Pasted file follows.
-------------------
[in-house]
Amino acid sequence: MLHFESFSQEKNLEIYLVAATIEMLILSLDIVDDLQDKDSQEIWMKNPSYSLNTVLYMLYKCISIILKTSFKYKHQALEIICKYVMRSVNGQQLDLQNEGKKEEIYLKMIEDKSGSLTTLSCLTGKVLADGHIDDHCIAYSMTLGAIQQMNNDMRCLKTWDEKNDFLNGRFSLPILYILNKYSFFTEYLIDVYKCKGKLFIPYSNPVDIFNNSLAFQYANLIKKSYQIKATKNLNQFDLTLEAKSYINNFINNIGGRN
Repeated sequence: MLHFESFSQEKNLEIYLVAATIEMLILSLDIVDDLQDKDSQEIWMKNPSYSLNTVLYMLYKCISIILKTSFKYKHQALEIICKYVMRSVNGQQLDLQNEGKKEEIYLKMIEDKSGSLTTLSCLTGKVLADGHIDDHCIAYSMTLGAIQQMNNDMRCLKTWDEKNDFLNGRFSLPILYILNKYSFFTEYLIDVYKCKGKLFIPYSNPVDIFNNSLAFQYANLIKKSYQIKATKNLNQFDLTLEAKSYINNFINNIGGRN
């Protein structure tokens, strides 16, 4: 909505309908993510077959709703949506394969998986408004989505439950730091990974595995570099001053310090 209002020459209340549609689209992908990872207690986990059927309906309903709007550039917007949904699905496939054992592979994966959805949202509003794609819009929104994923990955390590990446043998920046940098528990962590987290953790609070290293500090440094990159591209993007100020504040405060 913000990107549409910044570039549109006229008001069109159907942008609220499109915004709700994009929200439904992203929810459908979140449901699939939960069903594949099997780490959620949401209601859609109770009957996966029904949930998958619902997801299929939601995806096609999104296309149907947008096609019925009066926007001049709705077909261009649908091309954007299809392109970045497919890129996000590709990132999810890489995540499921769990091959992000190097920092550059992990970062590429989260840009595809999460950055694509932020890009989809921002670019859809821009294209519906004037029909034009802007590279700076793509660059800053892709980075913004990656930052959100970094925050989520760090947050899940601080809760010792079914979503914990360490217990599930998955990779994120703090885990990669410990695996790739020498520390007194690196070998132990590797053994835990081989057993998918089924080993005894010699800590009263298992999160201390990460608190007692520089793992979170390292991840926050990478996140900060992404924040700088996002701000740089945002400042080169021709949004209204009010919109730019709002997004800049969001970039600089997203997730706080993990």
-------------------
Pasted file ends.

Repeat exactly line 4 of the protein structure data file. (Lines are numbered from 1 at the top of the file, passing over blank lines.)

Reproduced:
């Protein structure tokens, strides 16, 4: 909505309908993510077959709703949506394969998986408004989505439950730091990974595995570099001053310090 209002020459209340549609689209992908990872207690986990059927309906309903709007550039917007949904699905496939054992592979994966959805949202509003794609819009929104994923990955390590990446043998920046940098528990962590987290953790609070290293500090440094990159591209993007100020504040405060 913000990107549409910044570039549109006229008001069109159907942008609220499109915004709700994009929200439904992203929810459908979140449901699939939960069903594949099997780490959620949401209601859609109770009957996966029904949930998958619902997801299929939601995806096609999104296309149907947008096609019925009066926007001049709705077909261009649908091309954007299809392109970045497919890129996000590709990132999810890489995540499921769990091959992000190097920092550059992990970062590429989260840009595809999460950055694509932020890009989809921002670019859809821009294209519906004037029909034009802007590279700076793509660059800053892709980075913004990656930052959100970094925050989520760090947050899940601080809760010792079914979503914990360490217990599930998955990779994120703090885990990669410990695996790739020498520390007194690196070998132990590797053994835990081989057993998918089924080993005894010699800590009263298992999160201390990460608190007692520089793992979170390292991840926050990478996140900060992404924040700088996002701000740089945002400042080169021709949004209204009010919109730019709002997004800049969001970039600089997203997730706080993990």